Like an SA, an SARL can have just one shareholder as it can be created by one or more individual or corporate organization. Shareholders have the right to vote on decisions, the right to dividends and the right to information regarding the company as well as the right to question such information.

Collective decisions are made in annual general meetings –which can be called by shareholders representing at least a quarter of the shares or by a petition made to the court by an individual shareholder – or by written consultations.

Where a SARL’s capital exceeds USD 20,000; its annual turnover is more than USD 50,000; or it has more than 50 permanent employees, the SARL must have at least one statutory auditor.

Agreements made between an SARL and a manager or shareholder can be authorized by a two stage process in which a report in written by the relevant manager or statutory auditor, then a decision is made by shareholders representing more than half the share capital as to whether or not the agreement will be authorized. However, agreements between the company and an individual shareholder or a manager in which the latter benefits from, this may be held void or null.

2. UNLIMTED LIABILITY COMPANIES

In addition to limited liability companies, the Uniform Act on Commercial Companies and Economic Interest Groups also provides for a number of types of companies where shareholders, or some of them, have unlimited liability.

2.1. Société en Nom Collectif (SNC)

Governed by Article 270 of the Uniform Act, an SNC is defined as a private partnership. In an SNC all the shareholders are jointly liable for the debts of the company. There is no required maximum or minimum number of shareholders and all the shares are of equal value.

The manager of an SNC can be a shareholder or non-shareholder and does not have to be an individual – a corporate body can be manager.

The powers and identity of the manager are usually outlined in the articles of association. In such cases, a unanimous vote is required to revoke the manager’s tenure. However, when the manager’s identity is not in the articles of association, the revocation can be done through a majority vote.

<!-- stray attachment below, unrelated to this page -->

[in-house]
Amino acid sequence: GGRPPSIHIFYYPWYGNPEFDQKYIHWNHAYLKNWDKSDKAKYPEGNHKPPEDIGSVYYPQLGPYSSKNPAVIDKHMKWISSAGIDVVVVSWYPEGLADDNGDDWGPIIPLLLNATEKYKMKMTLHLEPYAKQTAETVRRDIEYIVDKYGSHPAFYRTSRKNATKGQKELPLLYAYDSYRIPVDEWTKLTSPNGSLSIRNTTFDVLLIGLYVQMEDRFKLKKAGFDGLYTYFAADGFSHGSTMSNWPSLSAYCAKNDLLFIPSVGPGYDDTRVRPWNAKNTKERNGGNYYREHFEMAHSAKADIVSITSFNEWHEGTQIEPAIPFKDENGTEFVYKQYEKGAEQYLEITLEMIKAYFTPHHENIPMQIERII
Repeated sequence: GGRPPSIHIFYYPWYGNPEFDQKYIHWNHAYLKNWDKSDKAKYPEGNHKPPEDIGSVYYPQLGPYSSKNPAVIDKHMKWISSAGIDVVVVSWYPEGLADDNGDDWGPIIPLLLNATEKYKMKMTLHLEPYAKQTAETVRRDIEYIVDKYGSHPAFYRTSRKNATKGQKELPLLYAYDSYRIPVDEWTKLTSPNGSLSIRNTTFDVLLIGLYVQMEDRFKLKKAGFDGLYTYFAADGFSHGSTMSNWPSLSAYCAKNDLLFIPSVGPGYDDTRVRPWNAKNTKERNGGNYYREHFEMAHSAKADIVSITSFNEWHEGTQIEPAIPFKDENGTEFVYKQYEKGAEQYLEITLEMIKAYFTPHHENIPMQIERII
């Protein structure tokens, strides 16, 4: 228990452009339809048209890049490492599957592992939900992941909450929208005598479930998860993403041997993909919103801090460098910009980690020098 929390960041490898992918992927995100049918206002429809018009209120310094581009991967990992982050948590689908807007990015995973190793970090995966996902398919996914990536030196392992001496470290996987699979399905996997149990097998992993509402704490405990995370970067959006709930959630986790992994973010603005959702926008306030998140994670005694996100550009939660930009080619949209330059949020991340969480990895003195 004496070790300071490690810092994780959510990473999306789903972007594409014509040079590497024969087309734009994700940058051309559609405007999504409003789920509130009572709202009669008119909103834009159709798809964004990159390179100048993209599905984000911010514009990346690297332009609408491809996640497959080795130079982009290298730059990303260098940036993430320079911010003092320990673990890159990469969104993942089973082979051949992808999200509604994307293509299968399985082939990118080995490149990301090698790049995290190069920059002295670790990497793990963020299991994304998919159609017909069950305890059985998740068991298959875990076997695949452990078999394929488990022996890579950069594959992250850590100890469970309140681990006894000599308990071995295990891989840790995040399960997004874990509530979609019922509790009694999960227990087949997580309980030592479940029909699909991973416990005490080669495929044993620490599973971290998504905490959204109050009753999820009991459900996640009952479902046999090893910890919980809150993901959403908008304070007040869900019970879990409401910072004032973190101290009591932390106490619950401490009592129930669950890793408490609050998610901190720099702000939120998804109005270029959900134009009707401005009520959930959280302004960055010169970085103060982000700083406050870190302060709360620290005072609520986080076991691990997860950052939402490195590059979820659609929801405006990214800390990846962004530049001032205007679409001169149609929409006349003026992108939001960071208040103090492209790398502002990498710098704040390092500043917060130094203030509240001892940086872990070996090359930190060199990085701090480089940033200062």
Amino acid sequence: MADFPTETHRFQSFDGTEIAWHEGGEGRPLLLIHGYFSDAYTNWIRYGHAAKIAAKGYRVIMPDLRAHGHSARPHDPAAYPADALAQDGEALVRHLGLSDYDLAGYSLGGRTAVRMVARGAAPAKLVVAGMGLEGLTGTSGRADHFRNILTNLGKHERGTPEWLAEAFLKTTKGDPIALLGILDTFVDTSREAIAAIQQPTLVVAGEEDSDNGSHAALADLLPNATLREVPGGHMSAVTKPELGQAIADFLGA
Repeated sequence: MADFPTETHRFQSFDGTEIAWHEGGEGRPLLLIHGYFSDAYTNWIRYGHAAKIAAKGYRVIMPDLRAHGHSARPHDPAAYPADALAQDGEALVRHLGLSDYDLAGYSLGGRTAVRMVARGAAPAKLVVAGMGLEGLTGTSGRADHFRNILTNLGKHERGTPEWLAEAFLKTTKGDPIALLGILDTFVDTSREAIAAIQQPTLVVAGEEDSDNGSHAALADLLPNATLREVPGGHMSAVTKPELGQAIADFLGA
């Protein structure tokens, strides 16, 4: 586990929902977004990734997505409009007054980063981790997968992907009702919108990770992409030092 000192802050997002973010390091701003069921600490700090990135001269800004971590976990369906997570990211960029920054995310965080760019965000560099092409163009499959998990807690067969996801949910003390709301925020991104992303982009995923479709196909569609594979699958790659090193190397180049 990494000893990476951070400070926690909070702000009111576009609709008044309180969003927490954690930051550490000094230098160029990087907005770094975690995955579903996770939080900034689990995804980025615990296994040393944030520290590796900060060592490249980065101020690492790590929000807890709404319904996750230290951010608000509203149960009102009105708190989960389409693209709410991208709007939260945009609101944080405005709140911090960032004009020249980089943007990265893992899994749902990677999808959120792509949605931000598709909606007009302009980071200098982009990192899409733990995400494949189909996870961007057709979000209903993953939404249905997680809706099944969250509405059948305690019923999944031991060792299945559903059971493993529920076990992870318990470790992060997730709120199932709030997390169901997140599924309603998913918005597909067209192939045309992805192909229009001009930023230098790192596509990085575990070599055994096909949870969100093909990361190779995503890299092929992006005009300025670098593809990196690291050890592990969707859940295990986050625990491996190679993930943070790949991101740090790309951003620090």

In an SNC, all decisions are made either by the manager, by written consultation or by a simple majority at the annual shareholder’s meeting.

2.2. Société en Commandite Simple

There are two types of shareholders in an SCS:

  1. Associés Commandités (active partners) – these shareholders are jointly (and unlimitedly) liable for the company’s debt and are identifiable. These shareholders jointly manage the company (unless otherwise stated in the articles of association)

There must be at least one active partner in an SCN

  1. Associés Commanditaires (sleeping partner)– these shareholders are only liable to the extent of their contribution to the capital share and are not identifiable

If a sleeping partner assumes any of the responsibilities of the active partners, the becomes unlimitedly liable. Managers generally make the key decisions and all other issues are decided at the annual shareholders meeting

2.3. Société en Participation (SP)

Technically this is not a company, but rather, a joint venture between two or more partners.

An SP is not registered with the RCCM and as a result, is not party to court proceedings; is not subject to collective insolvency hearing; does not have a registered office or corporate name and does not enter into contracts.

However, SP’s are generally governed by the same guidelines as SNC’s in relation to the partners.

2.4. Société de Fait  [De facto company]

This is an informal business relationship between two or more individuals or corporate bodies as there as the company is not formally registered.

However, where the court confirms the existence of a société de fait, the guidelines relating to shareholders in a SNC are applicable